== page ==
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During Samhain, pagans worship the Earth, ancestors

ASHEVILLE Citizen Times | October 31 2006

ASHEVILLE — On Tuesday, members of the Earth Religions, such as Wicca, celebrate the most sacred day of the year.

Known as Samhain (pronounced SOW-in), the day is the final of three Pagan harvest celebrations and a day to commemorate ancestors and others who have died.

“This is the big one for us,” said Byron Ballard, a high priestess and a founder of the Coalition of Earth Religions for Education and Support. “This is the beginning of the Celtic winter and the celebration of our new year.”

The biggest event in the region this year is Tuesday evening on the grounds of Unity Center for Christianity on Fanning Bridge Road in Fletcher. Several thousand people are expected to attend the 12th annual Samhain celebration sponsored by Oldenwilde Coven.

“People know we do this every year now, it’s always free, and we don’t allow any selling,” said Dixie Deerman, also known as Lady Passion, the high priestess of Oldenwilde. “We have been promoting it on our Web site, so people know about it.”

Deerman said the Oldenwilde Samhain is joyful and reverent.

“What we do has meaning and purpose,” she said.

The event will include a spiral dance, during which participants dance in concentric circles, plus a maze trance dance, tribal music, a costume contest, harp music around the balefires and more. Children can enjoy autumn games such as “bat bowling” and candy corn relay races.

Ancient beliefs
Earth religions are the oldest on the planet, Ballard said. They predate monotheistic religions by many centuries.

“People worshipped the forces that brought them their food and their lives,” she said. “In ancient times, people celebrated the change of the seasons and remembered the people who had come before.”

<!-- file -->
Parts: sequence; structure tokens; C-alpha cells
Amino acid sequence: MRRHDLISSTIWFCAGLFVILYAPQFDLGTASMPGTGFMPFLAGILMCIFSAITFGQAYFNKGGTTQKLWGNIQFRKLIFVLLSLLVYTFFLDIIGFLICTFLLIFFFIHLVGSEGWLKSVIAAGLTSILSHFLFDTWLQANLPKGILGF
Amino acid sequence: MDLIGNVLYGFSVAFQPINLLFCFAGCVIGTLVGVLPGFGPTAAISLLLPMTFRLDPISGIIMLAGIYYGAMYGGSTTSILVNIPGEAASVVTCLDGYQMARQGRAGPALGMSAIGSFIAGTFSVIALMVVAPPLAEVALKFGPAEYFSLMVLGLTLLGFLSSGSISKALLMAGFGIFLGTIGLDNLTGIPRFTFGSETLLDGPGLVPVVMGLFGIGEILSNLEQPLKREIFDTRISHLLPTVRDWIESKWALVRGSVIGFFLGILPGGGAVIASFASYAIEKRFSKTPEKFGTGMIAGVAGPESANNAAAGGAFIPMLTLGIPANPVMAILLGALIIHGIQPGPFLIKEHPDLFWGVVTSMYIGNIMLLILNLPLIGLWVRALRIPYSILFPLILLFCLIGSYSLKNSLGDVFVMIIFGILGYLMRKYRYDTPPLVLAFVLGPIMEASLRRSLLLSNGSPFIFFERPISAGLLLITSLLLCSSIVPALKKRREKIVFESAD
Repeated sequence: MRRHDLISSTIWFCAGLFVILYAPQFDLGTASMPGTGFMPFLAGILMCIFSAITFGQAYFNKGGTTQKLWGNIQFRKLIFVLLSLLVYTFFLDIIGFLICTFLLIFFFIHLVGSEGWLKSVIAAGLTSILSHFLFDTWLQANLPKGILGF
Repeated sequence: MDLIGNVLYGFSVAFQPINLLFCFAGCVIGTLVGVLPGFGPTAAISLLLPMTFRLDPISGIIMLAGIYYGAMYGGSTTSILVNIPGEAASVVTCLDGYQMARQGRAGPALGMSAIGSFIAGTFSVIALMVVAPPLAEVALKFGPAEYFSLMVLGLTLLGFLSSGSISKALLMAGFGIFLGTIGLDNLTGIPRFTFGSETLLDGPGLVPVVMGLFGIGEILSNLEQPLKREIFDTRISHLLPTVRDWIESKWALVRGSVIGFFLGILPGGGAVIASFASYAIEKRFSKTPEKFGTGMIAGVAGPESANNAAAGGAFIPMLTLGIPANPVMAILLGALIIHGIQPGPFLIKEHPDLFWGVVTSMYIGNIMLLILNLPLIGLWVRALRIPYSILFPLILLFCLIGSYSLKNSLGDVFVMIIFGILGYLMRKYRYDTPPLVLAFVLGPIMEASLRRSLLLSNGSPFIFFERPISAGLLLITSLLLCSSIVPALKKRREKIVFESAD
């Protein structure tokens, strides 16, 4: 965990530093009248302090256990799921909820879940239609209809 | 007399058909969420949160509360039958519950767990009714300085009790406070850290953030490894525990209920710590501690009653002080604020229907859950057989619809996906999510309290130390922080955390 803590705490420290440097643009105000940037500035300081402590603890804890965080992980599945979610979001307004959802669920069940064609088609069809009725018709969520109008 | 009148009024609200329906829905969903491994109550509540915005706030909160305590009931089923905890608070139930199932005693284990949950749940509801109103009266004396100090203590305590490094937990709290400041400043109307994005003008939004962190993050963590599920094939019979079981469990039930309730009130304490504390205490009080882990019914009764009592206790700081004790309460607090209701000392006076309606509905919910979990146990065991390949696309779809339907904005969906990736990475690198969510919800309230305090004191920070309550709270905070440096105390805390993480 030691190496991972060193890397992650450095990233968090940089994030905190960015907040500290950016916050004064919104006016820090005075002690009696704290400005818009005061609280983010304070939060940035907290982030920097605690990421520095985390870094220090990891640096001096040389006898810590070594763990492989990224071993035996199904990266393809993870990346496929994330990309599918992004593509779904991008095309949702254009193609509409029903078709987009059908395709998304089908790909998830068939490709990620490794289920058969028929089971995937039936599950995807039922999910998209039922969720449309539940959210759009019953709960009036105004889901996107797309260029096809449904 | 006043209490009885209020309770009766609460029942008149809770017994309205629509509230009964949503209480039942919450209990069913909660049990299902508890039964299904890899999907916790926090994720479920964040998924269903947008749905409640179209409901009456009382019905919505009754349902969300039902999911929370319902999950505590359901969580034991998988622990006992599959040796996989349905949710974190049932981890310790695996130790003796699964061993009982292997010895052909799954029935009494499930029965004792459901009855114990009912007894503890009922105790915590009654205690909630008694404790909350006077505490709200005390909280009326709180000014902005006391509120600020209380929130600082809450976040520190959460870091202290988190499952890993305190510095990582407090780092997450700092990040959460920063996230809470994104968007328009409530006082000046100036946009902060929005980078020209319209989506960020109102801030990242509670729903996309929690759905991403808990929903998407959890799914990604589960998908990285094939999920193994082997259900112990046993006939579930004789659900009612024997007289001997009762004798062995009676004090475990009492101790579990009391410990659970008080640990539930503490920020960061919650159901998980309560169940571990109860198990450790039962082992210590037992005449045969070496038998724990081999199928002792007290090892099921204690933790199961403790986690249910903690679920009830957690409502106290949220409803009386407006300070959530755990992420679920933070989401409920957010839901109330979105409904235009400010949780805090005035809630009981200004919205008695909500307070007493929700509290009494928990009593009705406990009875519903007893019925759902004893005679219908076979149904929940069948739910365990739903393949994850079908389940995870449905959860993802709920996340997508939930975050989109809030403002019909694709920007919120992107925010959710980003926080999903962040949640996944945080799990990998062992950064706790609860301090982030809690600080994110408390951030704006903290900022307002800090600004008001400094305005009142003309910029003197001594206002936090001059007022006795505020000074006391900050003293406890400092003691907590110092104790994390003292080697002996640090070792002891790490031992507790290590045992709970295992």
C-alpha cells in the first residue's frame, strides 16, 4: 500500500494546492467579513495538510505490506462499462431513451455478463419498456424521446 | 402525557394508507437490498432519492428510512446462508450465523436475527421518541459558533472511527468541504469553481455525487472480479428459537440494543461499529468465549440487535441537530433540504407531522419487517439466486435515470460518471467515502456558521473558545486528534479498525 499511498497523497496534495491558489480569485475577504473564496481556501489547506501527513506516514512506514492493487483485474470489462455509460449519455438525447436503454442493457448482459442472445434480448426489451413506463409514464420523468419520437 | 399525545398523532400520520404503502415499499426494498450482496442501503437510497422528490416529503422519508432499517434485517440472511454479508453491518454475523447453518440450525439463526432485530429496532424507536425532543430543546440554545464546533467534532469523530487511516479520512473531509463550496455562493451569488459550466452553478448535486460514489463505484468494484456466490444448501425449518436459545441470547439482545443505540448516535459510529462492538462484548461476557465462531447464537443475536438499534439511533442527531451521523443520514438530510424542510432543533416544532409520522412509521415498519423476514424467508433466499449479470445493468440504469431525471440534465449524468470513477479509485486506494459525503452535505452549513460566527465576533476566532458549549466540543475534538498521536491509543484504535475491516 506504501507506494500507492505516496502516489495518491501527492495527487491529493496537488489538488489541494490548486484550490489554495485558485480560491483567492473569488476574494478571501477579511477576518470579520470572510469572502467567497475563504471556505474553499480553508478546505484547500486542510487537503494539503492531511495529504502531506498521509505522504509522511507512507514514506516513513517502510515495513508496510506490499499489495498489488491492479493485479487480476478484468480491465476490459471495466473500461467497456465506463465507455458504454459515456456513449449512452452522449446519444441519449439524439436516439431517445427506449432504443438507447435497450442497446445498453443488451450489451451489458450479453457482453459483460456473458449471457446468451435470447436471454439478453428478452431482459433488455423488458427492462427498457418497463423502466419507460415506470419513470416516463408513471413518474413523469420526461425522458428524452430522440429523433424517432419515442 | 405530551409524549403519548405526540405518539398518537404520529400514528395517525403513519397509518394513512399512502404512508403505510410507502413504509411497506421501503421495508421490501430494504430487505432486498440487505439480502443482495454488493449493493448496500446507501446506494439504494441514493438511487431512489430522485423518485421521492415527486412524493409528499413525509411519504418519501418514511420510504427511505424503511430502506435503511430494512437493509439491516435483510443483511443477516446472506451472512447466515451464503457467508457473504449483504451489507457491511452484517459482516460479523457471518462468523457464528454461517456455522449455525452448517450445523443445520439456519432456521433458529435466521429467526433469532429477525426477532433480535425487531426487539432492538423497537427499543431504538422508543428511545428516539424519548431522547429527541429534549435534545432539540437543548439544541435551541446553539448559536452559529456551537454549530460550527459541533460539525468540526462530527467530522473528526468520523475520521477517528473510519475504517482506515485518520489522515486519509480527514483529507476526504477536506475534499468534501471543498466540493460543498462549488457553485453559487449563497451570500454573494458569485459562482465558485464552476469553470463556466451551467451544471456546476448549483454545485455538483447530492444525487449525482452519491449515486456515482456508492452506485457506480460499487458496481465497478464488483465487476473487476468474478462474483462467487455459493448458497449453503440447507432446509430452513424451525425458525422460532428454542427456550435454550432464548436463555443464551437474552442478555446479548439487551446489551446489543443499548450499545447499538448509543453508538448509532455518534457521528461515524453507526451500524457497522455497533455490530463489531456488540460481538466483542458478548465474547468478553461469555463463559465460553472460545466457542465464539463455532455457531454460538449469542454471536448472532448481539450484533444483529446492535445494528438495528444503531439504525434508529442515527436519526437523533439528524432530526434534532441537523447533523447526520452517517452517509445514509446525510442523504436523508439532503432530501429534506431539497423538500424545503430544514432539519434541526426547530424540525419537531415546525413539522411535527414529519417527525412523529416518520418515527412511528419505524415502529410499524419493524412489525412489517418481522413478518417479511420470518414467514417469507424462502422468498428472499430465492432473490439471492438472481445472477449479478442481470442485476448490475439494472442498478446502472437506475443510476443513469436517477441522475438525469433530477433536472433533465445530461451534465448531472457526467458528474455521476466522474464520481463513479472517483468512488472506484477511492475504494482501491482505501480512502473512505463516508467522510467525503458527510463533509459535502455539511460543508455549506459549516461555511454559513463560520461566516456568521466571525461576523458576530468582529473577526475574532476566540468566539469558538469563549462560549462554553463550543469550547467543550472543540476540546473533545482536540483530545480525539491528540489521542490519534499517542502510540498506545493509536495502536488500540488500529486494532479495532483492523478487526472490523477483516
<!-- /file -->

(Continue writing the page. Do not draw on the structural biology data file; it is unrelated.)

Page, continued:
Pagans — the umbrella term for people of all Earth religions — believe the veil between the living and the dead is thinnest on this night. Originally, Celtic people celebrated the Feast of the Dead by leaving food on altars and doorsteps for the wandering dead. Single candles were lit and left in a window to help guide the spirits of ancestors and loved ones home, and extra chairs were set at the table and around the hearth for the unseen guests.

Samhain was when cattle and other livestock were slaughtered for eating during the winter, and any crops still in the field on Samhain, considered taboo, were left as offerings to the nature spirits.

Pagans built bonfires (originally called bone-fires, because the bones were thrown in the fire after the feast as offerings for healthy and plentiful livestock in the coming year). Stones were marked with people’s names, then thrown into the fire, to be retrieved in the morning. The condition of the retrieved stone foretold that person’s fortune in the coming year.

Pagans also lit hearth fires from the village bonfire to ensure unity, and the ashes were spread over the harvested fields to protect and bless the land.

Many Pagans believe the six weeks between the autumnal equinox, called Mabon, and Samhain are a time for introspection and contemplation, Ballard said.

A growing following
Today, Pagan religions are emerging again, after centuries of persecution, Ballard and Deerman said.

“There were times we had to call the police because we felt threatened,” Ballard said. “We have had our religious ceremonies picketed and invaded.”

But the religions are growing as people become disillusioned with what Deerman calls “the dominant paradigm.”

“It’s about universal love of the land and knowing … we’re all integrally connected,” Deerman said. “We find the sacred in the land and in humanity.”


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